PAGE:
CONTRIBUTING TOWARDS YIELD GAP
The above discussion concludes that there is around 60% yield gap in wheat, which needs to be narrowed. Wheat production in the country, however, has been well below potential and variable. The major reasons for low productivity and instability includes: delayed harvesting of kharif crops like cotton, sugarcane and rice, and consequent late planting of wheat, non availability of improved inputs like seed, inefficient fertilizer use, weed infestation, shortage of irrigation water, drought in rainfed and terminal heat stress, soil degradation, inefficient extension services. Moreover, farmers are not aware of modern technologies because of weak extension services system.
Non-Availability of Seed
Scientists working in different research institutes of the country have developed a stream of new varieties, which have improved the crop yield over years. The rapid diffusion of modern varieties of rice and wheat in irrigated areas is well documented. New varieties maintain disease resistance to evolving pathogens and enhanced genetic yield potential. However, the non availability of seed of improved varieties to farmers is not only resulting in lower yield but also placing them on the risk of crop failure due to disease.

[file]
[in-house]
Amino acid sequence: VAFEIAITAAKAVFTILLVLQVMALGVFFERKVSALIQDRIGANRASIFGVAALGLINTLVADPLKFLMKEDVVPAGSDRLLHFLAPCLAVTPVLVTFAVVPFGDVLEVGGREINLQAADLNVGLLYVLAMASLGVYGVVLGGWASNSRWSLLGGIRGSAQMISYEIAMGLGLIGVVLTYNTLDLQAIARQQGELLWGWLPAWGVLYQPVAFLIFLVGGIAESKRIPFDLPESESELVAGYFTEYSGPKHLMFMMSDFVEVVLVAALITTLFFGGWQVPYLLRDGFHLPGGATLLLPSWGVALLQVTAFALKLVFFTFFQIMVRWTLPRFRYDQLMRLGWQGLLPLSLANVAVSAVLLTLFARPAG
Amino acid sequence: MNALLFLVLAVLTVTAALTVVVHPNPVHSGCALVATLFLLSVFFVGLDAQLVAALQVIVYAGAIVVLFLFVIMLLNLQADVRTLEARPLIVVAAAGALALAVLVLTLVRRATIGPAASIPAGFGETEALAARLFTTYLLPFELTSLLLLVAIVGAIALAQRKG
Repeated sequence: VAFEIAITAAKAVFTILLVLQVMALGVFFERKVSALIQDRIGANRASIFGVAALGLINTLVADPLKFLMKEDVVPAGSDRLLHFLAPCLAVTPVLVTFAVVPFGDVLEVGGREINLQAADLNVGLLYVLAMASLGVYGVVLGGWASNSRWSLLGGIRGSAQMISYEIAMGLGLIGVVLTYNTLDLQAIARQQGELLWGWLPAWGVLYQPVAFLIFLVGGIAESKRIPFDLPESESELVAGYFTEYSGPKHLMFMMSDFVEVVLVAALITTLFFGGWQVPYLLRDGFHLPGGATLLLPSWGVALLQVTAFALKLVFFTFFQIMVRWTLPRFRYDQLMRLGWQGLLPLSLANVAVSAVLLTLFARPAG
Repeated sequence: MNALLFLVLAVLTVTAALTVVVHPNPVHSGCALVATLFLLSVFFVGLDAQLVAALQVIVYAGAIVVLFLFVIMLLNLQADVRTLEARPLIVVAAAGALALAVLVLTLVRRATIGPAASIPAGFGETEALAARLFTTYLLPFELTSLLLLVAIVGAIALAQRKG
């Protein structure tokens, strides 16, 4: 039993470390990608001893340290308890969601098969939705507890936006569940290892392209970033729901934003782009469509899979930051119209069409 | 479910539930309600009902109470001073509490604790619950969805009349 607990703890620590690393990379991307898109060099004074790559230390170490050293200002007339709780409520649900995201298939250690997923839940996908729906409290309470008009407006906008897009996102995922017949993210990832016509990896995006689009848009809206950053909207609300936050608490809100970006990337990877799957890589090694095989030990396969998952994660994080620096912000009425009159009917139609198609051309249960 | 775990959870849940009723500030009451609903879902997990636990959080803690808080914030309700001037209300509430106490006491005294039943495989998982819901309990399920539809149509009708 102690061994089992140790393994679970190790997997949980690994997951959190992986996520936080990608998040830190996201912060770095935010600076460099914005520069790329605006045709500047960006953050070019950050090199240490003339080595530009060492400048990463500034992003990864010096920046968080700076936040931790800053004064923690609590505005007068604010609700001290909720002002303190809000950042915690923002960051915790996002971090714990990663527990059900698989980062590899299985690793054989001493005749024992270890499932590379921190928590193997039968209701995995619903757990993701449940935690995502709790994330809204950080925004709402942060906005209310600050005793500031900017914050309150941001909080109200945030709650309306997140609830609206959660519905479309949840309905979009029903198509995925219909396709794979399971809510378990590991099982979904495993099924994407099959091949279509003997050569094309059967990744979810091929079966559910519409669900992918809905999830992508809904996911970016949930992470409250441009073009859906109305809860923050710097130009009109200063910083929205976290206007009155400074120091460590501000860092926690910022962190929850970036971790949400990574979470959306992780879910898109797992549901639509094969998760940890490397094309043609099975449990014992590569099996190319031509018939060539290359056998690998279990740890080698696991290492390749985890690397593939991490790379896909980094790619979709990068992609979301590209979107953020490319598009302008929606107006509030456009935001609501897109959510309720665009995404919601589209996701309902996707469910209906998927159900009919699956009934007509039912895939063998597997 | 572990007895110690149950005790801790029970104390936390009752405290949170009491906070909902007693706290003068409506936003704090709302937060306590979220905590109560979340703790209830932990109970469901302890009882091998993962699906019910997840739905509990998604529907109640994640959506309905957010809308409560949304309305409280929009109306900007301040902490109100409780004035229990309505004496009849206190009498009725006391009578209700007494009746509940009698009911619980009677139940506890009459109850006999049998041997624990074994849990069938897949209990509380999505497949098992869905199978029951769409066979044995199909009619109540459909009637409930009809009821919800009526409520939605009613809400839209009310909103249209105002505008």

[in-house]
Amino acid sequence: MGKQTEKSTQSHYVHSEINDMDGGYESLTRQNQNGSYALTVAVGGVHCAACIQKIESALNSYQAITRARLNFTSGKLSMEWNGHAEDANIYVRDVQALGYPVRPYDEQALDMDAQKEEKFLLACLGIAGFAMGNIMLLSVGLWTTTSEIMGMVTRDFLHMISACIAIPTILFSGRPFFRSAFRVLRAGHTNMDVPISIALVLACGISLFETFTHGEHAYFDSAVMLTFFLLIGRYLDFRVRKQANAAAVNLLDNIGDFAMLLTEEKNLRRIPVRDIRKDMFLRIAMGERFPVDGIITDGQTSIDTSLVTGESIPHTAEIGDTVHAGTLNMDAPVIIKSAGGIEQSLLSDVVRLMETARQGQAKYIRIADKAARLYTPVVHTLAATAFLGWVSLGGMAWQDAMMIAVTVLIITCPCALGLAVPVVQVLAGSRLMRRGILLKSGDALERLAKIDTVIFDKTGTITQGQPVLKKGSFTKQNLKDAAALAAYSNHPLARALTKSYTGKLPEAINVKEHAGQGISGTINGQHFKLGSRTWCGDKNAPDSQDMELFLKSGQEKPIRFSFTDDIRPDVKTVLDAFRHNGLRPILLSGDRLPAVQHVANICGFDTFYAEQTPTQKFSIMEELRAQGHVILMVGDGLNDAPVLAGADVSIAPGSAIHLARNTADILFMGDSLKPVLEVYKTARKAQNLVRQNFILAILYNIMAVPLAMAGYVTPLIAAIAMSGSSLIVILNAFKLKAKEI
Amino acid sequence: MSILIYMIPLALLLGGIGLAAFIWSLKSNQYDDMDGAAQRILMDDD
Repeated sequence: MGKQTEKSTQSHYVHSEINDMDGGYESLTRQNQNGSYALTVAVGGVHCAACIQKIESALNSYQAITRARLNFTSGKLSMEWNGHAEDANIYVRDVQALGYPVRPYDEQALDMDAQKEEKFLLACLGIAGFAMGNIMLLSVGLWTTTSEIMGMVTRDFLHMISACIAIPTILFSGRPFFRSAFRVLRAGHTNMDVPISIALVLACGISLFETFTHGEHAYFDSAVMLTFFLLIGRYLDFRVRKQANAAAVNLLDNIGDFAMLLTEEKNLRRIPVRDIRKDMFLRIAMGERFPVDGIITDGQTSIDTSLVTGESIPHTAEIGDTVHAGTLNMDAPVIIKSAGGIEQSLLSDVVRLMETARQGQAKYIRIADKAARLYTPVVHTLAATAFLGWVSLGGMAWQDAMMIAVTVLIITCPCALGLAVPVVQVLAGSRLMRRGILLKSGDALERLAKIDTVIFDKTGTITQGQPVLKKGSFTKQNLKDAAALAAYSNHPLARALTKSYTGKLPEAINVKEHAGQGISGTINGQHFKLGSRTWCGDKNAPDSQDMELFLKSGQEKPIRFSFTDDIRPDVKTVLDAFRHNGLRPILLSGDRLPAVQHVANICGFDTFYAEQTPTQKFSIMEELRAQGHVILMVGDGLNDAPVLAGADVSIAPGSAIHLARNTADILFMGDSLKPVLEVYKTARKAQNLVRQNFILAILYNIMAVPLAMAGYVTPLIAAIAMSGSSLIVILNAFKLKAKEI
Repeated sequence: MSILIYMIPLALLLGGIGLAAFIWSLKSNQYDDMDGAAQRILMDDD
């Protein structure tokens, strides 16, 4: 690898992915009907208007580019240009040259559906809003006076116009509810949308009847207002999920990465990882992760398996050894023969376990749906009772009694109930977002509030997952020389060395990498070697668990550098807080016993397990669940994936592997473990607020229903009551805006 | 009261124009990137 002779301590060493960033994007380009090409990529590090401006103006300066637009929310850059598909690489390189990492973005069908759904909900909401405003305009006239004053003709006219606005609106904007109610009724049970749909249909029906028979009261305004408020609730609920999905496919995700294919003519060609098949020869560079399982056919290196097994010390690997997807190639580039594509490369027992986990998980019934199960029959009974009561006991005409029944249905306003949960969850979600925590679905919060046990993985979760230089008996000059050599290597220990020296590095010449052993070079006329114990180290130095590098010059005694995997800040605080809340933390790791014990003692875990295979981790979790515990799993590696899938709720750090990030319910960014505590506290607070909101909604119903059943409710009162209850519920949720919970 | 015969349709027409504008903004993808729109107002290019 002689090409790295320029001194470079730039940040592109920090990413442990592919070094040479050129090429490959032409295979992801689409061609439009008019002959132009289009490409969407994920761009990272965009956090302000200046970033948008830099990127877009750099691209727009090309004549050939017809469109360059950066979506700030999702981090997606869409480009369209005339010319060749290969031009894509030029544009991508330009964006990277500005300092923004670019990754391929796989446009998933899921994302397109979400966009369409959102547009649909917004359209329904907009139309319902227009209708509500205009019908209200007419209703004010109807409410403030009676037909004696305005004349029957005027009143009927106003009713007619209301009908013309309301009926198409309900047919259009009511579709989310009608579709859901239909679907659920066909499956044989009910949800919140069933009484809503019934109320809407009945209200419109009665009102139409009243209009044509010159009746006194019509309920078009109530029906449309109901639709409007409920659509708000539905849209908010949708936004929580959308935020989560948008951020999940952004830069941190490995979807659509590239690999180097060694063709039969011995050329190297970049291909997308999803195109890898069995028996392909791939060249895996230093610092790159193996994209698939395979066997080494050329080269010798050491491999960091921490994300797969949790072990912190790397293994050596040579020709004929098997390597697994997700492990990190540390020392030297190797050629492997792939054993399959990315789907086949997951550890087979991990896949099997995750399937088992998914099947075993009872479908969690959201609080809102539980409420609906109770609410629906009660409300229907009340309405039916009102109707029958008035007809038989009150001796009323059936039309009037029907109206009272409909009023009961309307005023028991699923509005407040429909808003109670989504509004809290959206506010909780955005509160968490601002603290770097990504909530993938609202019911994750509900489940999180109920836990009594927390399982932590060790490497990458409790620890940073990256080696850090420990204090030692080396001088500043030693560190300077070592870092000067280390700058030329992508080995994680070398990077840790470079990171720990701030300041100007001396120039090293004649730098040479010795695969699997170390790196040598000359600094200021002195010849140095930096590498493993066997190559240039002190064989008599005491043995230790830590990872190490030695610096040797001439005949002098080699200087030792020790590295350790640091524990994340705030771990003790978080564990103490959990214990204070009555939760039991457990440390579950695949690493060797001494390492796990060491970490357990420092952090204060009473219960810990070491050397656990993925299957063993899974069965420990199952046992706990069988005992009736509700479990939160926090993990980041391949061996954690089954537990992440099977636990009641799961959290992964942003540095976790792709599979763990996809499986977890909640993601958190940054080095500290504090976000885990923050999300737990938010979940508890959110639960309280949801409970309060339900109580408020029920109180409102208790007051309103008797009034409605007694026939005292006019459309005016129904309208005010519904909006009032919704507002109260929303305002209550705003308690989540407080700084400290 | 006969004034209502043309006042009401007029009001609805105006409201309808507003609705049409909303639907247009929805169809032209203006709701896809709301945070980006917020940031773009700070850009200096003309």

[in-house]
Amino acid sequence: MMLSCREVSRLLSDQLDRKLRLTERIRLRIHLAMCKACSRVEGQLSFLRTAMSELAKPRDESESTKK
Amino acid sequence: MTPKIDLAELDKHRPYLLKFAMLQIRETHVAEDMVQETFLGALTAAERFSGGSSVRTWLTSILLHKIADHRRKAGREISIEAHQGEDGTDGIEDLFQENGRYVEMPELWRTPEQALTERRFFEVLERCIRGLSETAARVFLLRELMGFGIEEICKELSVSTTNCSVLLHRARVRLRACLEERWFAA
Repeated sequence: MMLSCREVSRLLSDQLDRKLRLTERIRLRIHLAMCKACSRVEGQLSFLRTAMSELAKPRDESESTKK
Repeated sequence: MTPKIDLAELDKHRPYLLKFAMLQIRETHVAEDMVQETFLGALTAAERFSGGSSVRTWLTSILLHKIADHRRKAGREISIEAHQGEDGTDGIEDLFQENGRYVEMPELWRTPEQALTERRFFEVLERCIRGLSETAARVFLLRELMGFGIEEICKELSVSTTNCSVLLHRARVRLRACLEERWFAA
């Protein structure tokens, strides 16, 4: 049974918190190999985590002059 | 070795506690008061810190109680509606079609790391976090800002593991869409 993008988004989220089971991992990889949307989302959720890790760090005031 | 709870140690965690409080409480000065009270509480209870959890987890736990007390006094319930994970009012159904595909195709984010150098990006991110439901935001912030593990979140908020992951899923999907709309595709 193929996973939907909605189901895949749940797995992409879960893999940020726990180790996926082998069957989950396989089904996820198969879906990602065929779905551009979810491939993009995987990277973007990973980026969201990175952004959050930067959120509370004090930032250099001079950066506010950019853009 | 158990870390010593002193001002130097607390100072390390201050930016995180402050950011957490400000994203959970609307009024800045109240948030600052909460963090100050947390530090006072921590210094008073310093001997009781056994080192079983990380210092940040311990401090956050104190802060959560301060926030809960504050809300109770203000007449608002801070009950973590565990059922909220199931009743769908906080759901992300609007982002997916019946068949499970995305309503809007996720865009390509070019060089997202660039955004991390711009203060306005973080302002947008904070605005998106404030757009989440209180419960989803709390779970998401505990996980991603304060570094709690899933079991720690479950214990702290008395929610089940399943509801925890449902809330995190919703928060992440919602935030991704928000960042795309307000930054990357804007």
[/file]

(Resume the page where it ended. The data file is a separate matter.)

In Pakistan, farmers generally plant wheat late due to late harvesting of kharif crops (cotton, rice, sugarcane and summer crop growing areas) which results in low yields because the crop is exposed to heat stress at grain filling period leading to the formation of shriveled grain. Currently, only 20% of wheat is being planted at optimum planting time (15th October to 15th November). Any delay in planting would reduce yield drastically. Non-availability of soil moisture in rainfed areas also delays wheat sowing in these areas. A comparison of wheat planted fortnightly from November 10 shows that the loss due to late planting could be as high as 42 Kg / ha / day (1% loss per day). There were 8, 16, 32, and 50 percent reduction in wheat grain yield for each fortnightly after 10 November.